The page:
probably the reason the nissan 350 uses a clutch fan is partially the grill sizing and speeds expected. As DKjones said, once you are driving faster than the electric fans spin (or even close) they become a restriction on or off. e-fans are most beneficial for both economy and power in city driving where revs will change more often and clutch fans are more efficient for steady speed or high speed operation because as the engine spins faster to make the car faster, the fan will also go faster. I'm thinking of DK's story of his 88 cressida doing 115 for hours across texas just fine. :-p
clutch fans are temperature based, not speed based. they will not spin with the engine up to a certain point then just stop spinning faster. there may be a % slip involved but no speed limiting component in the clutch. only engine speed, clutch slip %, and resistance of air moving through it.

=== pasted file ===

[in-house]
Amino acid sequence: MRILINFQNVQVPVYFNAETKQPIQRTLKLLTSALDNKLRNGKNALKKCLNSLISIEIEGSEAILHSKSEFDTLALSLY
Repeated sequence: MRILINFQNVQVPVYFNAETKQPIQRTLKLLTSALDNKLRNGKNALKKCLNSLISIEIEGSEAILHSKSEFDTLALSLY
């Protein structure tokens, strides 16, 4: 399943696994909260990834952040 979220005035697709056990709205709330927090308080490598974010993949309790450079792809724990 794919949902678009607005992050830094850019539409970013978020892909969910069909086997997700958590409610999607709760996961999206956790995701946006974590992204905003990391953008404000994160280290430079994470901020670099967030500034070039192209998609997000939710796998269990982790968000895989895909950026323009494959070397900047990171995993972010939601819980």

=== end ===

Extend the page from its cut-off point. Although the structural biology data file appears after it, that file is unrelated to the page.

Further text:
e-fans are also going to be better with bigger grill openings or at least potential for high airflow (chin scoop like GMs) to use more ram-air cooling. My truck with 1/2 of the grill blocked and fan off is fine carrying 800 lbs at 75 mph in 80f weather (granted I have a radiator from a car with 2x the power and 1/10 the grill) wheras I was talking to someone this weekend at the track about a friend of theirs that had to remove the bumper to his 240sx because there wasn't enough airflow for both the intercooler and radiator with the e-fan on.
on GM trucks and SUVs usually 3/4 of the noise from under the hood (especially with blazers/S10s) is the mechanical fan sucking air through the radiator.
1991 Toyota Pickup 22R-E 2.4 I4/5 speed
1990 Toyota Cressida 7M-GE 3.0 I6/5-speed manual
mechanic, carpenter, stagehand, rigger, and know-it-all smartass
"You don't get to judge me for how I fix what you break"